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What You Need to Know Before Installing Solar Panel on Your Roofs

What You Need to Know Before Installing Solar Panel on Your Roofs

  • Jun 18, 2020

Putting solar panels on your roof costs as much as a car, but the cohort of experienced buyers is far, far smaller. Besides that, “This is a big one. This is one where you can’t say, ‘well, if I make a mistake, the next time I’ll know better,’” says Jane Weissman, the president and CEO of the nonprofit Interstate Renewable Energy Council, which just released a consumer checklist and other resources for rooftop solar to consider before making the jump to solar energy.

1. Do you have a roof that can support solar panels?

This is pretty key. If your roof is covered in shade most of the day throughout the year, or your roof won’t cut it, or you can’t make the call because you rent your apartment or live in a multi-unit building, looking into shared or community solar would be better choice. This approach lets many different customers buy a stake in a solar installation and receive credits on their electricity bills.

If you do have a suitably sunlit rooftop to work with, Weissman says, make sure it’s in good shape structurally, thus you don’t have to pay extra time and money for renovation mounting system during the 20 or 25 years of solar installation warranties.

Lastly, envision the future of your yard away from obstructions. Be prepared to prune your foliage to keep the panels clear.

Fastensol mounting structures

2. Have you done everything you can to improve efficiency?

The amount of solar energy you need to produce depends on how much you use, so it makes sense to trim your usage as much as possible before paying for all those panels and Fastensol mounted. Start with an energy audit and look for efficiency upgrades before you draw up blueprints.

3. Which kind of solar makes sense?

If your home uses a lot of energy for heating, or you live somewhere where heating fuel is expensive relative to electricity, a solar thermal investment could break even sooner, says the engineer Timothy Wilhelm. But, he adds, solar thermal is rarer for homes, so it might be harder to find a qualified installer.

4. How do you connect to the grid?

The details vary depending on where you live, but the principle is that any time you’re connecting with a utility, there are a lot of logistics to sort out. Do you have to pay a fee? How long does it take for the utility to get you hooked up? Once you are connected, how and when will you be credited for the electricity you generate? That refers to net-metering, the practice by which utilities reimburse rooftop solar at the same rate as they charge users for electricity.

5. Is your installer trustworthy?

This applies any time you hire someone to come into your home, but solar combines the logistics of a home improvement project with the risks of electrical work. Credentials and references are especially important. “You wouldn’t hire an electrician who had never done electrical work to come into your house and change things around,says Kelly Larson, an electrical contractor in California with 20 years of experience doing solar installations. And this is a big expense, so don’t be afraid to get a few different quotes before you ink a contract with mounting bracket supplier.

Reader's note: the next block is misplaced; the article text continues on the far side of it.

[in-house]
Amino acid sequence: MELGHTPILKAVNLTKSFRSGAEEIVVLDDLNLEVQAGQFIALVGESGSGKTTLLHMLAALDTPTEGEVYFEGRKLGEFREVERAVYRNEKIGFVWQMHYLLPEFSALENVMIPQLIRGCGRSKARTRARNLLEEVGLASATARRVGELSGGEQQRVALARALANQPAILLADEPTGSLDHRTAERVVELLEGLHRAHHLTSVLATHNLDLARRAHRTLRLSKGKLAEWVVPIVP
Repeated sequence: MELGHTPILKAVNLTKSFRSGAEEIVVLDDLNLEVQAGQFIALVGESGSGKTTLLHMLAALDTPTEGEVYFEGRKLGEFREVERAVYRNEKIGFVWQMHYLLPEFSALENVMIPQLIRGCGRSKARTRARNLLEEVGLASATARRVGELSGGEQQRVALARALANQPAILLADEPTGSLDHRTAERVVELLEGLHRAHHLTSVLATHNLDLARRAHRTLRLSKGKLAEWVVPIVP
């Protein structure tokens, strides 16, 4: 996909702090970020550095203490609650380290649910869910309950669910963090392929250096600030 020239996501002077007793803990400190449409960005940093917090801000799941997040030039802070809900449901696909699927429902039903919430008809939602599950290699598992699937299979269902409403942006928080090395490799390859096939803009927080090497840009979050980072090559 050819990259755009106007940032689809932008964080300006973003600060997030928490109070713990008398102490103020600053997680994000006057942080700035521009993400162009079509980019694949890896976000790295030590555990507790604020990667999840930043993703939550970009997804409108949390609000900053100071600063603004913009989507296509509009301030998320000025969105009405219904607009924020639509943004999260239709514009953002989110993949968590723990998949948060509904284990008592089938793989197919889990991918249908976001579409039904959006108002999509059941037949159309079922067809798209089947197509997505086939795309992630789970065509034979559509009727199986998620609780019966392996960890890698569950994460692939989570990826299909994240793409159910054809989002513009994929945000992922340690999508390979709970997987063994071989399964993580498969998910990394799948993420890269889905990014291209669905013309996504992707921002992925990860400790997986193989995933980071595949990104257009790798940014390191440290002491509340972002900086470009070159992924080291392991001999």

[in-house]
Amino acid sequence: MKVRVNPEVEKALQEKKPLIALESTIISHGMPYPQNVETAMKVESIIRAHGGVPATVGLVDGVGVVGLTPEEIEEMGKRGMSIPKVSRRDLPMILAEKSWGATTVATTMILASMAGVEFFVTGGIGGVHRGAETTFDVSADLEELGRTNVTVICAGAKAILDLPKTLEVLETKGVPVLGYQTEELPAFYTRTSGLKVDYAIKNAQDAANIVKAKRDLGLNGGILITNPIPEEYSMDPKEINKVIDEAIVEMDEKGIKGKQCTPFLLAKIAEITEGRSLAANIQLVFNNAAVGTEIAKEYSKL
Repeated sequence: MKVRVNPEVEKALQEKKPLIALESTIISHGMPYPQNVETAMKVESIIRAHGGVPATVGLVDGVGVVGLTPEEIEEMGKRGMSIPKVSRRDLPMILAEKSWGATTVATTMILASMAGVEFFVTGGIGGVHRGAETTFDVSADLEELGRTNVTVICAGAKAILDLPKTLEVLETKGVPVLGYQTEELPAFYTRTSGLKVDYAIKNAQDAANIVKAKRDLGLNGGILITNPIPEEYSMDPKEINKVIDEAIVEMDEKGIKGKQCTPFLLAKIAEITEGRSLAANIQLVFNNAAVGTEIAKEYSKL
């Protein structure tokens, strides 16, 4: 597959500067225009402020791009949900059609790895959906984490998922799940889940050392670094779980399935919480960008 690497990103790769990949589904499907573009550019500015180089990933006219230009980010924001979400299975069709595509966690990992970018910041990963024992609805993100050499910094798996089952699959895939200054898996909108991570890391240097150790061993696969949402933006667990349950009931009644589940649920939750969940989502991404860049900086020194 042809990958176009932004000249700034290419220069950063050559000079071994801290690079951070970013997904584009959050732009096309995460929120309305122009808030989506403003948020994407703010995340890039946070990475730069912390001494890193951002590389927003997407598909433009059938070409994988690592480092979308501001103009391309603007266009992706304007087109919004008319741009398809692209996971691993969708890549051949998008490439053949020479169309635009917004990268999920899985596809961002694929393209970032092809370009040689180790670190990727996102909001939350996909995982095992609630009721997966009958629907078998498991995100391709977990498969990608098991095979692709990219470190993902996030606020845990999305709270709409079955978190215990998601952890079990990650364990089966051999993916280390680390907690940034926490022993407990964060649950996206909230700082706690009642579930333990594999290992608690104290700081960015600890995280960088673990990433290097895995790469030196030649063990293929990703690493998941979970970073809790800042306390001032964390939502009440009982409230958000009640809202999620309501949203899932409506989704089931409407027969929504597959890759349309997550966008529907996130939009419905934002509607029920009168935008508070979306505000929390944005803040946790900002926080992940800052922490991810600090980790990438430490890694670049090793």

Ideally, you want a company that will stick around for the lifetime of your installation. You don’t want to realize that your installer isn’t around to fix it. So don’t sign that contract unless it address all the details of ownership and financing!

6. Lease or buy?

Every household will need to run its own cost-benefit analysis on this basic trade-off. Buying your own system costs more up front but pays bigger dividends; leasing lets you access cheaper electricity with little or no money down, but the benefits are more limited. If you lease, the company you contract with owns the system, and you pay them a certain rate for the electricity; when the lease is up, they might take the system away. When you own the system, it can keep working for you long after it pays off the cost of the purchase. Make sure you compare the total lifecycle cost of the lease and weigh the savings against the benefits you would get from ownership.

In your financial analysis, keep in mind that the panels can function for decades even more for Fastensol mounting structures, but other electronic equipment in the system, like the power inverter, has a shorter lifespan. Don’t forget to factor in replacements for those other system components when budgeting the cost of the project.

7. What should you see in your contract?

The contract you sign should spell out all the details of financing, ownership, and performance expectations. Also, because these systems can include web-enabled devices, you should check if anyone is collecting data on your home energy production and usage and who has access to it.

That’s a lot of details to keep in mind. When in doubt, don’t go it alone, Weissman says: “If you’re not getting the answers that you need, then it’s probably best to seek some legal advice.” Fastensol await for your inquiry!

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